The need for control is as strong in humans as the need for love and the need for an occupation. Reconciling our need for control with a world that insists on wrestling it from us lets existential crises of all kinds flourish, and flushes the great nebulous forces of conspiracy, paranoia and religion into the world. Let it be real or not: I need control. As the future moves towards us it promises us nothing in the way of love security or guaranteed occupation: but it does promise us greater control. There is no better example of humanity’s current, mid-evolutionary powers of control than the recent breakthroughs in mitochondrial donation. By the time you read this, the UK Government may well have ratified the call to take this from the purview of the Human Embryology and Fertilisation Authority and begin making it publicly accessible.

While Jonathan Swift in Gulliver’s Travels might have predicted Mars’ two moons, and while Jules Verne might have written of splashdown capsules, solar sails and electric submarines before any were even invented, none of these transmutations of science fiction into science fact have suggested that an active alteration in the very fabric of our society would result from them. Mitochondrial donation (henceforth referred to as MD), which does not seem to quite have a specific sci-fi precedent, looks as though it may do just that. On its most essential level, MD is simply one more very heartening advance for our society that accelerates through technology, towards a future in which our humankind is ever more capable of preventing the preventable. The virtues it affords us raise questions as to the future of human nature itself, and square us with certain ethical challenges.

Having a child is the ultimate assumption of responsibility; but being able to biologically determine that child’s very genetic nature, could challenge that mantle. What MD is not is a scheme by which to generate ‘designer babies’. It is, approached by any other route, simply an extension of existing IVF technologies and a vital one at that in negating the otherwise incurable dangers of mitochondrial diseases that affect some 6,500 newborns every year. By one of two techniques, maternal spindle transfer and pronuclear transfer, embryonic mitochondria can be modified and cleansed of mutations that provoke cell defects in the lungs, kidneys, brain and heart. Once modified, an embryo is implanted in the womb of the mother as in regular IVF procedures, and along one line of heritability a mitochondrial defect is wiped out forever. The embryo will share nuclear DNA from its parents (99.9 per cent), and mitochondrial DNA from a third contributor (0.1 per cent), giving rise to the frustrating catchphrase under which this breakthrough is now categorised: the three-parent baby.

The two techniques differ markedly from each other. Pro-nuclear transfer (PNT) involves the creation of two embryos, one to act as donor and one as a recipient. This is the method’s largest ethical millstone. Though it is not a vital part of the process, and in fact the maternal spindle transfer has been mooted as more viable anyway, this aspect of MD does raise some unsettling questions. Despite the good it may do, this one means of mitochondrial donation involves playing with life itself, as one embryo is a life form generated for a brief purpose to serve the other.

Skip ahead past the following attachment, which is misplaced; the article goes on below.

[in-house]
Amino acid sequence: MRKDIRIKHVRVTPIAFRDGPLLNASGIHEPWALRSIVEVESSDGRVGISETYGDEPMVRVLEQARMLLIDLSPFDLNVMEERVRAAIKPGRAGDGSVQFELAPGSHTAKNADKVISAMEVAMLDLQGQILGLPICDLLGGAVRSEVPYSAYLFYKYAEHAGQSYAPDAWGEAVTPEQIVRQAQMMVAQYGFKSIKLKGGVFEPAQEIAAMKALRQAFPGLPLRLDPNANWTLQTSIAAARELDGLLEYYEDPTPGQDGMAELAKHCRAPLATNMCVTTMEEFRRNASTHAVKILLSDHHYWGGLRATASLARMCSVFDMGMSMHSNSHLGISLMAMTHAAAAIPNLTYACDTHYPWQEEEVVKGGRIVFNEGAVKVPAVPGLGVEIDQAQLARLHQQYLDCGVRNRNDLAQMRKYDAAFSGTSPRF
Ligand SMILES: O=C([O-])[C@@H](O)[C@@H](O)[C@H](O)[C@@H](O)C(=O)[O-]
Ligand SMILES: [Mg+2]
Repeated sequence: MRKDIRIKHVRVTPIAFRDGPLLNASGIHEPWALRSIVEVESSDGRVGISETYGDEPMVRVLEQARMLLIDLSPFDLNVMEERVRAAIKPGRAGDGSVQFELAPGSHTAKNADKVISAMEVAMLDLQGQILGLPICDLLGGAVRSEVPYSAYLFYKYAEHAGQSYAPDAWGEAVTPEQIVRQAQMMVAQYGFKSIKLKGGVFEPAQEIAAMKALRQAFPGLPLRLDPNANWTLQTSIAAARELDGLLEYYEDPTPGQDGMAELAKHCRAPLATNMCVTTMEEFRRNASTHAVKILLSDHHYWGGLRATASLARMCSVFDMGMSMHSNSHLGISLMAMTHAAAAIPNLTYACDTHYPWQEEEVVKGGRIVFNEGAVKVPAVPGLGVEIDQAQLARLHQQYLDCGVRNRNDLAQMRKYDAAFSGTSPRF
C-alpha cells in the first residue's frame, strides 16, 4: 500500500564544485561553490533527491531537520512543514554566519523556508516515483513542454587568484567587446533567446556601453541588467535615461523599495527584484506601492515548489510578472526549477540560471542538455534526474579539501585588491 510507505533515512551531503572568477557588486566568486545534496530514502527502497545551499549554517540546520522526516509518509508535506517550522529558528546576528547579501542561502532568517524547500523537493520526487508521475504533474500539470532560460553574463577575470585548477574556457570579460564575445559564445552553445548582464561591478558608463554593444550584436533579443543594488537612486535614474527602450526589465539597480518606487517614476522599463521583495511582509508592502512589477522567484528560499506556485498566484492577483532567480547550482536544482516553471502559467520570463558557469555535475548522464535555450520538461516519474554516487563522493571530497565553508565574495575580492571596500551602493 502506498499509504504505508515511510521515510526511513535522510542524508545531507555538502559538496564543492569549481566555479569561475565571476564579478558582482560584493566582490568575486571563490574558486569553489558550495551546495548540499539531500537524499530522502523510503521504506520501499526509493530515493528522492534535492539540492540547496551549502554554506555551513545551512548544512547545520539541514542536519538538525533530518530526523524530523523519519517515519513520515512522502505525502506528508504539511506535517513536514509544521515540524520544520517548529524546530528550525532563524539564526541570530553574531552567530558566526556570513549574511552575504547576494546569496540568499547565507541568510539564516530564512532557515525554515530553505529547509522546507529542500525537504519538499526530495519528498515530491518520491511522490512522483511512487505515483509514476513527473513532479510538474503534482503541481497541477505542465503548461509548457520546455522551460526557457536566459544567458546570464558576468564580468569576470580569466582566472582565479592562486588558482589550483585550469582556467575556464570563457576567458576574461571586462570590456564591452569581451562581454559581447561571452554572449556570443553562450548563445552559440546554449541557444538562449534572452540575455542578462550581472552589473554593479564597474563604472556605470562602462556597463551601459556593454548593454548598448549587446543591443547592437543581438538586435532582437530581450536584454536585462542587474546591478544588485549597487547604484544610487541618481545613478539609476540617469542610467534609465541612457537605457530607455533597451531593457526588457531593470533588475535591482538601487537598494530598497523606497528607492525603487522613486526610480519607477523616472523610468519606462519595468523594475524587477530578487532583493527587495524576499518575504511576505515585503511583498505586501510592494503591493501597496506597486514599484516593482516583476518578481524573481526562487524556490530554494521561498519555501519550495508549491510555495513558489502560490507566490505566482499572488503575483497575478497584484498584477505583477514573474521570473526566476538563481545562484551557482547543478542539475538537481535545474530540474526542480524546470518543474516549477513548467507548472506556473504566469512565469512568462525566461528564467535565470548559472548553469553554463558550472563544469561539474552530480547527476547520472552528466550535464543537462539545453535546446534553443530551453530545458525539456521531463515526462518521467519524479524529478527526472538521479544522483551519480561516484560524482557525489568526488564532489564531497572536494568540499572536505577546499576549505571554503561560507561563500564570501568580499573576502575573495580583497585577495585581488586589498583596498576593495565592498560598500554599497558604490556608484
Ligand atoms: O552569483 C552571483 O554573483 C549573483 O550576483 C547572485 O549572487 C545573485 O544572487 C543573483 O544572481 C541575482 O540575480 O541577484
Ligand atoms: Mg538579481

Moving away from moral uncertainties, there is a good deal of untested practical ground around MD. The interactions between nuclear and mitochondrial DNA in terms of their composing a genome have not yet been fully mapped out. However unlikely it seems, we don’t know what potential effects this untested interaction could have in determining specific personal qualities and characteristics of the developing ‘three-parent’ embryo.

These are only the first possibilities open to us with the advent of this technology. While, for the moment, MD remains a speculative therapy more or less consigned to the scientific body that invented it; were it to become widely available as a reproductive treatment, more ethical ambiguities come into play.

What does this mean for the future of genetic engineering? What unaccounted for effects might be passed to the first babies conceived in this way, and how might they cope in later life? After all, MD has come about because of gene defects being difficult to predict, and there’s no guarantee that the process of modification would not give way to newer ones. MD also represents a first, as an early entry, in humanity’s attempts at genetic self-control: the first step surely on a longer way. Its becoming a reality provokes a question that itself provokes as much awe as anxiety: can we really modify our nature, and to what end?

This all suggests a new power is arriving at the feet of the human race. As ever with such advances in technology the arrival of mitochondrial donation yields just as many questions as it answers. It is but one way in which humans are becoming masters of their own nature to a degree that is without precedent, except perhaps in the texts of the sci-fi masters. Much of the greatest science fiction deals with an impasse between human capability and human reason – the people’s power to understand all the implications of the responsibilities put to them. With the advent of mitochondrial donation, of new possibilities in natal engineering, we may be about to enter the greatest sci-fi work of all.

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